Chikungunya a viral infection new to the Americas makes you really sick. And is hard to spell.

By ACSH Staff — Mar 05, 2015
Infectious diseases have been the focus of many news stories in the past year. Sometimes, the news is good, such as a cure for hepatitis C. Sometimes it is very bad

Screen Shot 2015-03-05 at 1.37.12 PMInfectious diseases have been the focus of many news stories in the past year.

Sometimes, the news is good, such as a cure for hepatitis C. Sometimes it is very bad the emergence of carbapenem-resistant Enterobacteriaceae (CRE), an increasingly common hospital infection that is caused by highly resistant strains of bacteria, and has a 50 percent mortality rate. Not to mention Ebola and this year s ineffective flu vaccine.

We certainly don t need another one to worry about, but it showed up uninvited. Chikungunya a formerly tropical disease that is transmitted by mosquitoes has decided that it enjoys being on different continents. These are North and South America.

The headline from a news article in MedPage Today pretty much says it all: Chikungunya: From Zero to 1.24 Million. Once-rare virus now causing thousands of cases a week in the Americas.

Chikungunya is painful to spell and pronounce (chik-un-GUHN-ya) but it is far more painful to catch.

The virus, which is spread by mosquitoes, showed up in the Caribbean (St. Martin) in December 2013, at which time it was suspected to be dengue fever (another formerly tropical contagion). There were 26 cases. In June 2014, 42 cases were reported in Florida. Now, according to a report from the Pan-American Health Organization, there are more than 1.2 million cases in the Americas.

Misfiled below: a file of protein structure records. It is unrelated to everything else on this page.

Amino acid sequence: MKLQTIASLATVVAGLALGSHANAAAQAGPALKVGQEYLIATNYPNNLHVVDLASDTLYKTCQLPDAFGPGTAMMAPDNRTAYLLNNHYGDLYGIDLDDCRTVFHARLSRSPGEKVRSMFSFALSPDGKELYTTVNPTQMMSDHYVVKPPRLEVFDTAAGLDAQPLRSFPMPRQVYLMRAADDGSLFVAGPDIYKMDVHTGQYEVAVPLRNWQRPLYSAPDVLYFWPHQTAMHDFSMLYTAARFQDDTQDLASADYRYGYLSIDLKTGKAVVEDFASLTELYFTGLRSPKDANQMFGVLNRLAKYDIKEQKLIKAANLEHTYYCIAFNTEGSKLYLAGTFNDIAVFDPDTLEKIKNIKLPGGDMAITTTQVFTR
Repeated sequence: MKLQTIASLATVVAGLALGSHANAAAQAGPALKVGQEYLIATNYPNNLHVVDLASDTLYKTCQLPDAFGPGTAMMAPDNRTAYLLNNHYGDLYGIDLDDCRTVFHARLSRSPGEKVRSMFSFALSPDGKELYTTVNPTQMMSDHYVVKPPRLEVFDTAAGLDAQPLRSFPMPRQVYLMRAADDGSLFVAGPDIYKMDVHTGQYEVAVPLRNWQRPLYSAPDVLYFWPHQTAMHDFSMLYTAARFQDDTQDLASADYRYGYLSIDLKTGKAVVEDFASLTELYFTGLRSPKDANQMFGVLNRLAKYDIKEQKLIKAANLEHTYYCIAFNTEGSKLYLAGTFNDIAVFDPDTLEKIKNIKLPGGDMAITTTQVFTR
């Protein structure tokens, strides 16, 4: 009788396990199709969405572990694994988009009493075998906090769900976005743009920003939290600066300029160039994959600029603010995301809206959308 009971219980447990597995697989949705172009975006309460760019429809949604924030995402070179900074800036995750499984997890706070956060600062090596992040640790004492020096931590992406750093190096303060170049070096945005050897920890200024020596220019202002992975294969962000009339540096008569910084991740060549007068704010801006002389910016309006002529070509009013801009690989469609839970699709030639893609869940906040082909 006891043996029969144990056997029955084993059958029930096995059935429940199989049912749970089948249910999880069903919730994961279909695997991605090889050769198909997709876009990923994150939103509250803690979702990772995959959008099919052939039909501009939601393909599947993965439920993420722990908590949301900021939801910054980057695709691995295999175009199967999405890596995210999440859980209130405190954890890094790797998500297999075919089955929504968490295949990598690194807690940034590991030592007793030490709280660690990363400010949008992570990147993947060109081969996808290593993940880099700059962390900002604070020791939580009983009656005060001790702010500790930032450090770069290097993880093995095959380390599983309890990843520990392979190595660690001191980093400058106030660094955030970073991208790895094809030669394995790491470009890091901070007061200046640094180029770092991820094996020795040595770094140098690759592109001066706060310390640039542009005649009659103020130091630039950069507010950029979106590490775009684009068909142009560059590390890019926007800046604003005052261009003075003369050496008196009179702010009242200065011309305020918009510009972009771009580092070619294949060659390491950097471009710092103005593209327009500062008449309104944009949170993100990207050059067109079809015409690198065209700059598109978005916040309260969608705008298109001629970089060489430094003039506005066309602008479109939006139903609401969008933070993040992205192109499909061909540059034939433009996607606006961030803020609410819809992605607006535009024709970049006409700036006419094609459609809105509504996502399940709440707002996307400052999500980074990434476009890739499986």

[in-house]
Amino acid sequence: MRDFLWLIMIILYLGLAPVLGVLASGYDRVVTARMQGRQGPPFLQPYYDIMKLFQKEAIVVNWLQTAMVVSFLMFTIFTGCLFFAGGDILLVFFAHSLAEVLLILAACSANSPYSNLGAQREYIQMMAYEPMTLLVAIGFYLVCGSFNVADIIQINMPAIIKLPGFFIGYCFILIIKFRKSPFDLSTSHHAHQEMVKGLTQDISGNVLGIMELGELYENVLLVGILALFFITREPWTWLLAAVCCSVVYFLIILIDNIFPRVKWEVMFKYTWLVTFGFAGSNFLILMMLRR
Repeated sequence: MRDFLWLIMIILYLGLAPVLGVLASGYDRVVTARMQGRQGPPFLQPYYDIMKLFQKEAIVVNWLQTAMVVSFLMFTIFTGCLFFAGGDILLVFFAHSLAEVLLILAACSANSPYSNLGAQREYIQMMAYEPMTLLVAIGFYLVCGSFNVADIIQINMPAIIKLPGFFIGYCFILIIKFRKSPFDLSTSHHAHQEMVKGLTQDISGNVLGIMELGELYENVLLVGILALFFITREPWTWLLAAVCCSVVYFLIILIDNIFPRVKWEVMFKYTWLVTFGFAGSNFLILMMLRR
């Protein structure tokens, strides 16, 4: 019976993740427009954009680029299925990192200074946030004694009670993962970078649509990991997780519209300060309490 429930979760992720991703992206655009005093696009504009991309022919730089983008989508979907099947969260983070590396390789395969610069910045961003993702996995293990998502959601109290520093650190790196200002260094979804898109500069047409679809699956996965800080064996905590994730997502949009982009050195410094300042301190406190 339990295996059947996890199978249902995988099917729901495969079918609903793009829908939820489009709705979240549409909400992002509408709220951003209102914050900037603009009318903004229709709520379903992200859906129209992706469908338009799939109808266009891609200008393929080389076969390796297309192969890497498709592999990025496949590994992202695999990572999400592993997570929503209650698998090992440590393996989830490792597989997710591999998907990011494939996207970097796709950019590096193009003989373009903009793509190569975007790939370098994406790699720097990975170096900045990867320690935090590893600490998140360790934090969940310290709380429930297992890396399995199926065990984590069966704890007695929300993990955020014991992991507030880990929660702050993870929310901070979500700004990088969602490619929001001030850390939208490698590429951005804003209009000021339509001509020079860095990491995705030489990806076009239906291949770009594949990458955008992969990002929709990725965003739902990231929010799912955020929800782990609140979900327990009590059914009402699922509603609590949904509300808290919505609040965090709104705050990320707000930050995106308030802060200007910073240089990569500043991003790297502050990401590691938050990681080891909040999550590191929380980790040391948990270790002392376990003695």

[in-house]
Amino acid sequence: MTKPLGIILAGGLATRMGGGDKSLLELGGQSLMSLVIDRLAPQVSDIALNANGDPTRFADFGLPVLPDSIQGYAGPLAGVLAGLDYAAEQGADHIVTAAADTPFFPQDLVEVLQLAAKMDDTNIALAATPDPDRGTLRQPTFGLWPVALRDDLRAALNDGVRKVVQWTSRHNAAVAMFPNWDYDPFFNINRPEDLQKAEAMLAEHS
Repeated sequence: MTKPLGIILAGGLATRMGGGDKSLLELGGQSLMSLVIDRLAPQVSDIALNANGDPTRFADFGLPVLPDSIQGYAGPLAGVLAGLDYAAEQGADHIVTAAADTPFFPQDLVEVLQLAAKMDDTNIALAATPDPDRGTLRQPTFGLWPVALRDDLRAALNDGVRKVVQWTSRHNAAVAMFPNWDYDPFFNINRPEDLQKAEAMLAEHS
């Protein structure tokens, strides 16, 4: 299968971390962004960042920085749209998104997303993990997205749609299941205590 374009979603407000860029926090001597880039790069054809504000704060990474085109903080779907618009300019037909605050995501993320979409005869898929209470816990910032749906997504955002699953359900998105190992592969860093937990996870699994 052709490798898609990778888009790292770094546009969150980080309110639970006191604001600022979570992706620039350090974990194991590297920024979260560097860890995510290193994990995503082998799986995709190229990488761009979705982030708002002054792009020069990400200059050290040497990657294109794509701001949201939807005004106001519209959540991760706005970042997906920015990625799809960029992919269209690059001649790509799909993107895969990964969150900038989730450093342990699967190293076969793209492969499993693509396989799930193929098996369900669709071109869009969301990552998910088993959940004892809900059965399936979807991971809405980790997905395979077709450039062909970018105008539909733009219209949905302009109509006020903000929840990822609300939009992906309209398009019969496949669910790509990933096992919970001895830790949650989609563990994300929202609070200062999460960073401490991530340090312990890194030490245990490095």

There is no vaccine to prevent it, and no specific treatment. And, it is not something that you want to catch. According to the CDC, symptoms include: Fever, polyarthralgia (pain in multiple joints) which can be severe and debilitating, headache, muscle pain, arthritis, conjunctivitis, nausea and vomiting, bumpy rash, decreased white blood cells, and decreased platelets.

And, it may be even worse than this. The latest CDC report on emerging infectious diseases finds that in some cases it might not go away: [The virus was found to cause long-lasting musculoskeletal and rheumatic disorders. In other words, rheumatoid arthritis something you do not want to have.

How can you prevent it? The CDC suggest the following:

Use air conditioning or window/door screens

Use mosquito repellents on exposed skin

Wear long-sleeved shirts and long pants

Wear permethrin-treated clothing

Empty standing water from outdoor containers

Support local vector control programs

ACSH s Dr. Josh Bloom says, I was surprised and relieved to find that the CDC included the one truly useful method to stop this: the last one, local vector control programs, which is another way of saying spraying insecticides to reduce the mosquito population.

We at ACSH are no strangers to this issue. We have weighed in on the foolishness of avoiding spraying to control mosquito populations, and were responsible for getting a village on Long Island to abandon a long-standing non-spraying policy.

For more on what can happen when chemophobia gets in the way of sound public health policy, you can read Dr. Bloom s Science 2.0 op-ed titled Environmentalists Almost Killed My Friend here.